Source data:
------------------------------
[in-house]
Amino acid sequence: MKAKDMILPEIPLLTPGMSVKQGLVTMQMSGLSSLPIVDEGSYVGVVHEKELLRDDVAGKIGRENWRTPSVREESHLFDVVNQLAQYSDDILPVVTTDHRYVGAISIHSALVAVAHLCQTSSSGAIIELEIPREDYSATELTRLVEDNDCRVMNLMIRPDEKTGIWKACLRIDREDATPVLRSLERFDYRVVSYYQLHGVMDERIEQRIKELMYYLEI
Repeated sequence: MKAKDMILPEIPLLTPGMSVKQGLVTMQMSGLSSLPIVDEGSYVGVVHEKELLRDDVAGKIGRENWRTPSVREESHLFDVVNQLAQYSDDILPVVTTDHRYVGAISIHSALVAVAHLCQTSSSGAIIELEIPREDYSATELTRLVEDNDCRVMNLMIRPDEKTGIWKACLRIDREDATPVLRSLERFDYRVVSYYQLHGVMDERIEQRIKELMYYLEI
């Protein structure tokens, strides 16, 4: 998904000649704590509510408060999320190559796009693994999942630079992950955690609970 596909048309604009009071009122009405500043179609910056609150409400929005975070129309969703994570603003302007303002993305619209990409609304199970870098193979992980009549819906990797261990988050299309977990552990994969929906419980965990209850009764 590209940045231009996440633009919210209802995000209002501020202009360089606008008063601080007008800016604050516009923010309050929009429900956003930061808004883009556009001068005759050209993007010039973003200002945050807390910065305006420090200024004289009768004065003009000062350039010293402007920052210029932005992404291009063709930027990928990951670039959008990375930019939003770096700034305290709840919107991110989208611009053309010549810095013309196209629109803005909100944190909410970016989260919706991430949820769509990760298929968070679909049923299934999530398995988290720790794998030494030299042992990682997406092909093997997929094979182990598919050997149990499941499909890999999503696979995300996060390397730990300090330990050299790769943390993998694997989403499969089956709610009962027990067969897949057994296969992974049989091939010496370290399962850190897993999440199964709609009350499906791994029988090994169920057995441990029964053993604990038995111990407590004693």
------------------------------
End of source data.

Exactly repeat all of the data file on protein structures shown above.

[in-house]
Amino acid sequence: MKAKDMILPEIPLLTPGMSVKQGLVTMQMSGLSSLPIVDEGSYVGVVHEKELLRDDVAGKIGRENWRTPSVREESHLFDVVNQLAQYSDDILPVVTTDHRYVGAISIHSALVAVAHLCQTSSSGAIIELEIPREDYSATELTRLVEDNDCRVMNLMIRPDEKTGIWKACLRIDREDATPVLRSLERFDYRVVSYYQLHGVMDERIEQRIKELMYYLEI
Repeated sequence: MKAKDMILPEIPLLTPGMSVKQGLVTMQMSGLSSLPIVDEGSYVGVVHEKELLRDDVAGKIGRENWRTPSVREESHLFDVVNQLAQYSDDILPVVTTDHRYVGAISIHSALVAVAHLCQTSSSGAIIELEIPREDYSATELTRLVEDNDCRVMNLMIRPDEKTGIWKACLRIDREDATPVLRSLERFDYRVVSYYQLHGVMDERIEQRIKELMYYLEI
């Protein structure tokens, strides 16, 4: 998904000649704590509510408060999320190559796009693994999942630079992950955690609970 596909048309604009009071009122009405500043179609910056609150409400929005975070129309969703994570603003302007303002993305619209990409609304199970870098193979992980009549819906990797261990988050299309977990552990994969929906419980965990209850009764 590209940045231009996440633009919210209802995000209002501020202009360089606008008063601080007008800016604050516009923010309050929009429900956003930061808004883009556009001068005759050209993007010039973003200002945050807390910065305006420090200024004289009768004065003009000062350039010293402007920052210029932005992404291009063709930027990928990951670039959008990375930019939003770096700034305290709840919107991110989208611009053309010549810095013309196209629109803005909100944190909410970016989260919706991430949820769509990760298929968070679909049923299934999530398995988290720790794998030494030299042992990682997406092909093997997929094979182990598919050997149990499941499909890999999503696979995300996060390397730990300090330990050299790769943390993998694997989403499969089956709610009962027990067969897949057994296969992974049989091939010496370290399962850190897993999440199964709609009350499906791994029988090994169920057995441990029964053993604990038995111990407590004693």